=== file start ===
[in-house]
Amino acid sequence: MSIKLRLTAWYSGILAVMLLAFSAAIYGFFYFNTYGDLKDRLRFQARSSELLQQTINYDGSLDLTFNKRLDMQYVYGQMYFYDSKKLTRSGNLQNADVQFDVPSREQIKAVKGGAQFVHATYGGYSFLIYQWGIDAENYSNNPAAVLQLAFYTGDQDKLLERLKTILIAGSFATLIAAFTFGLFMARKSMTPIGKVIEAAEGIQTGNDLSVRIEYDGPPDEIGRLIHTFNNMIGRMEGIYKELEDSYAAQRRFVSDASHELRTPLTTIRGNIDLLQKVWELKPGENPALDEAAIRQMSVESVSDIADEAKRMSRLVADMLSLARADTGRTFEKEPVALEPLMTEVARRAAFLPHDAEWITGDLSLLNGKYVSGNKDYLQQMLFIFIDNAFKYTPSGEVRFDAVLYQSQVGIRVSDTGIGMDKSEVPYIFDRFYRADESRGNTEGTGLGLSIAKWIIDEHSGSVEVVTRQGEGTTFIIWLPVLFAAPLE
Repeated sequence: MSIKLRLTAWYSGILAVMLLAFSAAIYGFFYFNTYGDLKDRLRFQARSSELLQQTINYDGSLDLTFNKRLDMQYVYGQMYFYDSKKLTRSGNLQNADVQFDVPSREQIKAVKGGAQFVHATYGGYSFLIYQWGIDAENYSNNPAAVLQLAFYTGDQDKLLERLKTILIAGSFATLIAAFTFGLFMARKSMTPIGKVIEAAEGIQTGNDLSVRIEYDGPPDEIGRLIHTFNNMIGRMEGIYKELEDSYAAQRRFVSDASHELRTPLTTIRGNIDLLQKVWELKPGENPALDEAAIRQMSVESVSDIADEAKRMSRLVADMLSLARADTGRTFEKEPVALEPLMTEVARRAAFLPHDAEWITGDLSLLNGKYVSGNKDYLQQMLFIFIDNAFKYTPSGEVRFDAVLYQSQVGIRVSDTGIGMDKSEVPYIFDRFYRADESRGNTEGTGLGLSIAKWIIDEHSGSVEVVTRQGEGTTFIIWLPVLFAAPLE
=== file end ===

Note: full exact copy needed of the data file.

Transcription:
[in-house]
Amino acid sequence: MSIKLRLTAWYSGILAVMLLAFSAAIYGFFYFNTYGDLKDRLRFQARSSELLQQTINYDGSLDLTFNKRLDMQYVYGQMYFYDSKKLTRSGNLQNADVQFDVPSREQIKAVKGGAQFVHATYGGYSFLIYQWGIDAENYSNNPAAVLQLAFYTGDQDKLLERLKTILIAGSFATLIAAFTFGLFMARKSMTPIGKVIEAAEGIQTGNDLSVRIEYDGPPDEIGRLIHTFNNMIGRMEGIYKELEDSYAAQRRFVSDASHELRTPLTTIRGNIDLLQKVWELKPGENPALDEAAIRQMSVESVSDIADEAKRMSRLVADMLSLARADTGRTFEKEPVALEPLMTEVARRAAFLPHDAEWITGDLSLLNGKYVSGNKDYLQQMLFIFIDNAFKYTPSGEVRFDAVLYQSQVGIRVSDTGIGMDKSEVPYIFDRFYRADESRGNTEGTGLGLSIAKWIIDEHSGSVEVVTRQGEGTTFIIWLPVLFAAPLE
Repeated sequence: MSIKLRLTAWYSGILAVMLLAFSAAIYGFFYFNTYGDLKDRLRFQARSSELLQQTINYDGSLDLTFNKRLDMQYVYGQMYFYDSKKLTRSGNLQNADVQFDVPSREQIKAVKGGAQFVHATYGGYSFLIYQWGIDAENYSNNPAAVLQLAFYTGDQDKLLERLKTILIAGSFATLIAAFTFGLFMARKSMTPIGKVIEAAEGIQTGNDLSVRIEYDGPPDEIGRLIHTFNNMIGRMEGIYKELEDSYAAQRRFVSDASHELRTPLTTIRGNIDLLQKVWELKPGENPALDEAAIRQMSVESVSDIADEAKRMSRLVADMLSLARADTGRTFEKEPVALEPLMTEVARRAAFLPHDAEWITGDLSLLNGKYVSGNKDYLQQMLFIFIDNAFKYTPSGEVRFDAVLYQSQVGIRVSDTGIGMDKSEVPYIFDRFYRADESRGNTEGTGLGLSIAKWIIDEHSGSVEVVTRQGEGTTFIIWLPVLFAAPLE